Don’t see things quite the same as I used to
As I live my life I’ve got just me to be true to
And when I find that I don’t know about
Just what to do
I turn and look within to see what I should do
Now I’m not sure what it takes to be hip
A lot of people making music that to be ain’t shit
So I ask creation
For rhymes for this jam
Gimme guitar solo and I’ll take the mic stand
As the earth spins into brand new day
I see the light on the horizons not fading away
Gonna shine from within like a bright white sun
No need to hide and no place to run
Got the vibrations of the music
Bringing light to your mind
So you can move and groove
And feel the beat of the time
Sense the power in the air as it starts to move
You get a real good feeling that you just can’t lose
Contemplation time, intuition time
Evolution time, resolution time
Free your mind it’s time for good times
And let yourself move it’s a time to shine
Spread your wings in the sky, feelin’ good inside
Breaking fool with no need to hide
I got the music cuttin’ through me
Takin’ control of my soul
I can’t hold back I’ve got to let go
Stand together people come together now
It’s about time we’ve got to get together why’all
My alarm clock used to beep in the morning — at first quietly, and then it would gradually become louder and louder until it filled the air like the room was possessed by some hostile notion of punctuality, and I would be forced to leap out of bed. I had to change my alarm clock. Now, instead of this frightening beeping, the song Stand Together by the Beastie Boys fades into the room from my cellphone, which rests on the table opposite the bed.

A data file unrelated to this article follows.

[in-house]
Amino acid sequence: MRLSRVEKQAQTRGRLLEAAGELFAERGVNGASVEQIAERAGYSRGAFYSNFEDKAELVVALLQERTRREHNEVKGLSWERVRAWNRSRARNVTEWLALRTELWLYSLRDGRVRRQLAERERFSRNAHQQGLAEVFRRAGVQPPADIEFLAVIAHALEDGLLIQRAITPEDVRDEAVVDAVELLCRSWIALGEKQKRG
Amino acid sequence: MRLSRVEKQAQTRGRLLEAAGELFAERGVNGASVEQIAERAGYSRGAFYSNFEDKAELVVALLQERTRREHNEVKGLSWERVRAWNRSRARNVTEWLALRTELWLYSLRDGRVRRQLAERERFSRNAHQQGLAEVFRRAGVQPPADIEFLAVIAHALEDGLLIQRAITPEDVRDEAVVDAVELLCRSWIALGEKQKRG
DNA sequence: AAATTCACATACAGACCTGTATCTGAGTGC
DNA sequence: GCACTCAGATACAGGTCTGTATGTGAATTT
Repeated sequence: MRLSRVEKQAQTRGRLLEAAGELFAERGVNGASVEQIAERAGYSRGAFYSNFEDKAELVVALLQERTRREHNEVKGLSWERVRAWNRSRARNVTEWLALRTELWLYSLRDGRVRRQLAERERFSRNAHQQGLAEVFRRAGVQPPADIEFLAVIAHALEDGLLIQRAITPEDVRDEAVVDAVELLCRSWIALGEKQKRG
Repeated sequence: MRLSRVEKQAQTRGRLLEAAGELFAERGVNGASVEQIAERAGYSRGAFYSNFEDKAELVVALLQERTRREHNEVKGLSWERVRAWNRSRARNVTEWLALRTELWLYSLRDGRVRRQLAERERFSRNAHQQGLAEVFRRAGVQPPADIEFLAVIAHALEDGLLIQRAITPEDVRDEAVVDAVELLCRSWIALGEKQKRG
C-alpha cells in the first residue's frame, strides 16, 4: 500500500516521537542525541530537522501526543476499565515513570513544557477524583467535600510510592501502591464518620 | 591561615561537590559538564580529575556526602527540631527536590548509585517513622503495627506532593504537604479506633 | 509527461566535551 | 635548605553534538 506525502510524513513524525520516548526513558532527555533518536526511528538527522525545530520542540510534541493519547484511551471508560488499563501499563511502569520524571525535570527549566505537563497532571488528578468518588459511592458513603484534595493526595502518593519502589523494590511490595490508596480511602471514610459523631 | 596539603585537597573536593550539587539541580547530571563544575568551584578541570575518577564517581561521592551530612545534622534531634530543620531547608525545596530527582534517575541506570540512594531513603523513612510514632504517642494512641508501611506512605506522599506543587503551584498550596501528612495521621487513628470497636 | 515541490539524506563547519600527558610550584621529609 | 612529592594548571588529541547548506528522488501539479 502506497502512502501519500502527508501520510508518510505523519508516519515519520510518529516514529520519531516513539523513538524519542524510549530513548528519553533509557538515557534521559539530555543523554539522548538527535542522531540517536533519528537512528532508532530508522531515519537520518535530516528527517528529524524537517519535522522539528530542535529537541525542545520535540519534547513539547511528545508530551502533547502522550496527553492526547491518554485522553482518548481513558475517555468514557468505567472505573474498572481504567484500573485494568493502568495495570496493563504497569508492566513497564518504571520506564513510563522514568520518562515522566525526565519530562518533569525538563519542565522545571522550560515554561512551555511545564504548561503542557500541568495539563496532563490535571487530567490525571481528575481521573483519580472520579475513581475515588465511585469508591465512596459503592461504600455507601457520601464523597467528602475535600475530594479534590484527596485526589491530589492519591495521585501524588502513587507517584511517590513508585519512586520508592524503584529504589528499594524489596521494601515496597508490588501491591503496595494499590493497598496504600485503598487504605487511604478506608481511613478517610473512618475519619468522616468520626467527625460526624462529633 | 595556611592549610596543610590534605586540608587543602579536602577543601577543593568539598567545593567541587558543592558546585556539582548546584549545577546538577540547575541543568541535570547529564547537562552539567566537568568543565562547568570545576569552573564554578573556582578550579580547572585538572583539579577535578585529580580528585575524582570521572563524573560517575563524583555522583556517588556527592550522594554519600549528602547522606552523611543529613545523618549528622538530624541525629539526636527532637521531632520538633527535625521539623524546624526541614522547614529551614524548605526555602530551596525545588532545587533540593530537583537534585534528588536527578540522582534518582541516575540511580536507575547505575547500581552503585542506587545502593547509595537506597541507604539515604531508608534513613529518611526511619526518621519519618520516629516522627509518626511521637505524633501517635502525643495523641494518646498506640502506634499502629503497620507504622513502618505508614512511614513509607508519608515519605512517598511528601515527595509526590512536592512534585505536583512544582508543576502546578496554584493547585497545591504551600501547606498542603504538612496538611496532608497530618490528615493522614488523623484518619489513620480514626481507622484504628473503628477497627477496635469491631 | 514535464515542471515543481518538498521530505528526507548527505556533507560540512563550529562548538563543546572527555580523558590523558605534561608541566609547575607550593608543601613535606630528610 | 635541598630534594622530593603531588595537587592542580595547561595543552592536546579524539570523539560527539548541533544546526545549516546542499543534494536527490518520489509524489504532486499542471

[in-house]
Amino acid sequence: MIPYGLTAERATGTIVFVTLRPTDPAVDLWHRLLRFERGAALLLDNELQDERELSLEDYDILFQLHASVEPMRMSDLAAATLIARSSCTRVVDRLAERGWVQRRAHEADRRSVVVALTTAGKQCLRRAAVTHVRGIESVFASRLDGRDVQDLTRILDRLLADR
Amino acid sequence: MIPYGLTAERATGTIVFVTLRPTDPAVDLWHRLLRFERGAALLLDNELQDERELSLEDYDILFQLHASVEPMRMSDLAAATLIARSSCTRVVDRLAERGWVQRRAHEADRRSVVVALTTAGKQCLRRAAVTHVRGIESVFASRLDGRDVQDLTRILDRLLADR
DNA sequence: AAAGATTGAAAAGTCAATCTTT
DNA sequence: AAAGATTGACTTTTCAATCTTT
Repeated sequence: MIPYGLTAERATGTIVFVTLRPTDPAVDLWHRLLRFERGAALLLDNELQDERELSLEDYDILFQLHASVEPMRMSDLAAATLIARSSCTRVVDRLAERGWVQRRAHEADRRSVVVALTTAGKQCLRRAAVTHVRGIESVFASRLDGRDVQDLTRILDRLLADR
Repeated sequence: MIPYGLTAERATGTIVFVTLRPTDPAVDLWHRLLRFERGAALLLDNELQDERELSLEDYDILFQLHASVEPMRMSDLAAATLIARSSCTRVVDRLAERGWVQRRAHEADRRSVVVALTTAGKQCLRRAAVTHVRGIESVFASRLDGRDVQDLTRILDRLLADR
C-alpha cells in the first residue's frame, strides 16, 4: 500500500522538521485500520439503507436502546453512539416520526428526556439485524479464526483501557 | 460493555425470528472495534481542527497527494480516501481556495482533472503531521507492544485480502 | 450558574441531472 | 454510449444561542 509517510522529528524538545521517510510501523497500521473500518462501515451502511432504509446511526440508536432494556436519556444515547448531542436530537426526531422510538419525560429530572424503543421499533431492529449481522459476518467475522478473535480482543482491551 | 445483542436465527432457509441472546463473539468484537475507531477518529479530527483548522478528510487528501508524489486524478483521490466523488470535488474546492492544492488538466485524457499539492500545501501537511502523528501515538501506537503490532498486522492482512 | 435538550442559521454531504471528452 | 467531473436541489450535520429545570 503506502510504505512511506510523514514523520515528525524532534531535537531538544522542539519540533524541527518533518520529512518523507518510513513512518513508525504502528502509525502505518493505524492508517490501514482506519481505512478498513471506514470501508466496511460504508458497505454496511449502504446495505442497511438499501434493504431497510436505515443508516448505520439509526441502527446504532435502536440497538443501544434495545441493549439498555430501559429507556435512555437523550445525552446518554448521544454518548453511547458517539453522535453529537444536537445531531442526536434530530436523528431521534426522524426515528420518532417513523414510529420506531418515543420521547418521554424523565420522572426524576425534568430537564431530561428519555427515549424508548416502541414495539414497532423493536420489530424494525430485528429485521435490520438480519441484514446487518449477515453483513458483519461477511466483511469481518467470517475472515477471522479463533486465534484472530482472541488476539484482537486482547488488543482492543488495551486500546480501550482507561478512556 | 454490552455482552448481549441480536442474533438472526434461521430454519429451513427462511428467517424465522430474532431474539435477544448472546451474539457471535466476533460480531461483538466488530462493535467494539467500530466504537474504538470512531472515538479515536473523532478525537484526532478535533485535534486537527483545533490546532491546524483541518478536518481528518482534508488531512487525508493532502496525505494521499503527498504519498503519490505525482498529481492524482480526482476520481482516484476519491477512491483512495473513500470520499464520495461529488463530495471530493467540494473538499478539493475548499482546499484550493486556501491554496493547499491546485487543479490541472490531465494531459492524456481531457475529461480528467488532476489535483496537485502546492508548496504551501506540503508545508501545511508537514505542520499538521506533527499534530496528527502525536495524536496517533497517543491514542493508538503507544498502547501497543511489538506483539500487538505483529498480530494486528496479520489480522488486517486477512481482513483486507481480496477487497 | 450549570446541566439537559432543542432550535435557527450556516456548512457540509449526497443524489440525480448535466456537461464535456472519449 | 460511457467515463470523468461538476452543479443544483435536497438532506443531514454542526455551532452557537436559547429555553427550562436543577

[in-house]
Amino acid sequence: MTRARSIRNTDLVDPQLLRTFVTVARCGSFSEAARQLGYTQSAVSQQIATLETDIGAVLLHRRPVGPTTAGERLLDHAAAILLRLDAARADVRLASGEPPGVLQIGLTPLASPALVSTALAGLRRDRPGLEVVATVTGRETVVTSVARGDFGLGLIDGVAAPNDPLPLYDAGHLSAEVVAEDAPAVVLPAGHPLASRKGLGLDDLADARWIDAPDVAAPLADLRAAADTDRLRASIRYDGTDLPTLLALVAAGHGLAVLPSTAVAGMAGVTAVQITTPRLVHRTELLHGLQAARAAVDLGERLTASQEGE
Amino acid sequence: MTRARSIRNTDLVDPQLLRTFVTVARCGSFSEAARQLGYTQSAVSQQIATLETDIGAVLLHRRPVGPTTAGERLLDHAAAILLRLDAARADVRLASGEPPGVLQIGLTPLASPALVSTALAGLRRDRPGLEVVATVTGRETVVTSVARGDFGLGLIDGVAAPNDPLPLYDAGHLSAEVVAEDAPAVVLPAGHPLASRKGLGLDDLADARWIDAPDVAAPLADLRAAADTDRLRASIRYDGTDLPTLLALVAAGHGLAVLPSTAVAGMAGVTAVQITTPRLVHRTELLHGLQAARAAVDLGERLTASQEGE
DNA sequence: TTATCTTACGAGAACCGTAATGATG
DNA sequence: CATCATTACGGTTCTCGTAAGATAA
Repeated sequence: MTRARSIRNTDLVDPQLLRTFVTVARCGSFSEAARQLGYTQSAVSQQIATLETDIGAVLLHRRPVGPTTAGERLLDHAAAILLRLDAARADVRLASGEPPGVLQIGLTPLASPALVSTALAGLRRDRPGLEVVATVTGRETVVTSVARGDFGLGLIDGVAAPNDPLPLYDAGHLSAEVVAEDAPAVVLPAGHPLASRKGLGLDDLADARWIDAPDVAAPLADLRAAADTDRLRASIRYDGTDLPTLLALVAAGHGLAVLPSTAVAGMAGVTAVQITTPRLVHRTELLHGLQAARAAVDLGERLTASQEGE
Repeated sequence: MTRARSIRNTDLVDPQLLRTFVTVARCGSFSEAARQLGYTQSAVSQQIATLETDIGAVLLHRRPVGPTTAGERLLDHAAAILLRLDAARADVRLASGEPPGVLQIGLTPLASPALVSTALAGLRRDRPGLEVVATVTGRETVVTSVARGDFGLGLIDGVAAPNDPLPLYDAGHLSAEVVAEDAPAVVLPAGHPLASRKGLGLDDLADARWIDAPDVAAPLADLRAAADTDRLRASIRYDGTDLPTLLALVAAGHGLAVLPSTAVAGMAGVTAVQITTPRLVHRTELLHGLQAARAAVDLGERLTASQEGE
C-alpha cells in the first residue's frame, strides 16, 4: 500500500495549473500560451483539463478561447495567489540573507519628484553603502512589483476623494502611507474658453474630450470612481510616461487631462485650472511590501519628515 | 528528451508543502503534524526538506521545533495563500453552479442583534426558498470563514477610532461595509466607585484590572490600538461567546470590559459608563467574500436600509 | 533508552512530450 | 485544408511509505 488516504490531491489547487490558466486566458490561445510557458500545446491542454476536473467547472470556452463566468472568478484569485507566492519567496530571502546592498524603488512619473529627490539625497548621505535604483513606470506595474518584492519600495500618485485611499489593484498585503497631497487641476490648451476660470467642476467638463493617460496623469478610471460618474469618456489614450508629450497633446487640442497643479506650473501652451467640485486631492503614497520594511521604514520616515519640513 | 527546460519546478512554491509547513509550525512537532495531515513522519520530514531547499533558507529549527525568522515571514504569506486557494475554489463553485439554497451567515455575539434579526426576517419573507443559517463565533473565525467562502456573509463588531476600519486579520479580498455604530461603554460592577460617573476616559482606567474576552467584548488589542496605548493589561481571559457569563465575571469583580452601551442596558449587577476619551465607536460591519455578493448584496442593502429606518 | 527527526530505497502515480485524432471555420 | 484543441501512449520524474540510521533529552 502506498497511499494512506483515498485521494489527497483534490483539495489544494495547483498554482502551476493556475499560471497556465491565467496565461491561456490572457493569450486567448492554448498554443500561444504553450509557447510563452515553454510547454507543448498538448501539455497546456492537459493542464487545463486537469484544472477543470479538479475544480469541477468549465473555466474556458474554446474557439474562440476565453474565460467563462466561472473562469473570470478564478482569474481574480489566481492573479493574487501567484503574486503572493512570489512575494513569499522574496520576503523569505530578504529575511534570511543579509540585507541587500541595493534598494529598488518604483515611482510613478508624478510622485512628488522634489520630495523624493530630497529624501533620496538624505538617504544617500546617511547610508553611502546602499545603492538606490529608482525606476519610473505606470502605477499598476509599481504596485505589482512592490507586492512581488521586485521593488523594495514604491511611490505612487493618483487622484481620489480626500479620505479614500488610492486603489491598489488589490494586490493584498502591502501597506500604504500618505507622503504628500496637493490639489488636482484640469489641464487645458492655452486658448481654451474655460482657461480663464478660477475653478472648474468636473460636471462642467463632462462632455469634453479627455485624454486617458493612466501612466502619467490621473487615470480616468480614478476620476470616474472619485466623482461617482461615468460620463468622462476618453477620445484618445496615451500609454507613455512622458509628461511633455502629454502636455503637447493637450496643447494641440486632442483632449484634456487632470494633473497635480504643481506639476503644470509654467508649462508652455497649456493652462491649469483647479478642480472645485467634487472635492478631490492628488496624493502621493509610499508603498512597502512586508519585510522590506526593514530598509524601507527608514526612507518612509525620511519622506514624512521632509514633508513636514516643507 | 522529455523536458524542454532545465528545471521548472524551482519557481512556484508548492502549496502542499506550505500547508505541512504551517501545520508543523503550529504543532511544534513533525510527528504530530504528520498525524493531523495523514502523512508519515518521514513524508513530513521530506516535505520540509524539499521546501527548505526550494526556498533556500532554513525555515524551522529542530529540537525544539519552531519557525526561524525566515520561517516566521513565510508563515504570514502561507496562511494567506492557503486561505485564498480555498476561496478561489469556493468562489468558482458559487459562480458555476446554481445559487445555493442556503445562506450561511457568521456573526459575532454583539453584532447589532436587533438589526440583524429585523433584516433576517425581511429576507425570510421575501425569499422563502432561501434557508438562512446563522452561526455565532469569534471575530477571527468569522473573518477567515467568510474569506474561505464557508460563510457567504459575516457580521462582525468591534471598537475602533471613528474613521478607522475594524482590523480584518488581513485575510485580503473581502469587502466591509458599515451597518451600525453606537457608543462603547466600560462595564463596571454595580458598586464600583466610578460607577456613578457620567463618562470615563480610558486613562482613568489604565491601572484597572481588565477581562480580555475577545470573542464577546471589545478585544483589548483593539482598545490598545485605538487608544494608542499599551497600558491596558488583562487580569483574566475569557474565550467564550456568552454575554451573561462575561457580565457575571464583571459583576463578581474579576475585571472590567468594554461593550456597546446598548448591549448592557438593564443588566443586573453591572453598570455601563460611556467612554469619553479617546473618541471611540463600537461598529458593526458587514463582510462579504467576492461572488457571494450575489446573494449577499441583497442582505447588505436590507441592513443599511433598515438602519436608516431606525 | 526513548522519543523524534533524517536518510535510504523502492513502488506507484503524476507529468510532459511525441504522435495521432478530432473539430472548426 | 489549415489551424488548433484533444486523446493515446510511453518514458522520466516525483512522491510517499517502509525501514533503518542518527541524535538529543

This is a much less effective way of getting up in the morning. Unlike the traditional alarm clock, Stand Together wakes me up, but it is a long way from forcing me out of bed. I like the song; I don’t mind listening to it the whole way through. I listen to it two or three times in a row some mornings, even, as it plays in a loop. Eventually, I edge myself out of bed and crawl across the floor (in a quite literal sense) to silence the phone.Choosing the song over the alarm was a concession I was forced to make. I can’t be in a position where I need to leap at any time, let alone when I’ve been mostly immobile for the past eight hours. As some of you may recall, I was rear-ended by a drunk driver last fall when I was on my bicycle. In many ways, I was fortunate coming out of that accident. I broke no bones, had no head injury, and I didn’t even need to replace my bike. I got a new wheel and was ready to go in two days. I was walking with a cane for the better part of two months, but not for long enough that the novelty of having to walk with a cane ever wore off.
It has not been without long-term repercussions, though. My torso, which suffered a sort of whiplash, is close to healed but weak. I reinjured it cycling home from the grocery store. It wasn’t anything really in my control. I had a backpack full of produce that might have been a bit heavy for my present strength but, more significantly, one of the straps on the pack broke and I had to cycle home with a lopsided load. It was only a 10-minute ride, but enough to reinjure my back quite severely. Thus, I must be allowed to crawl out of bed slowly, and at my own pace, lest I be immobilized by back strain for the rest of the day.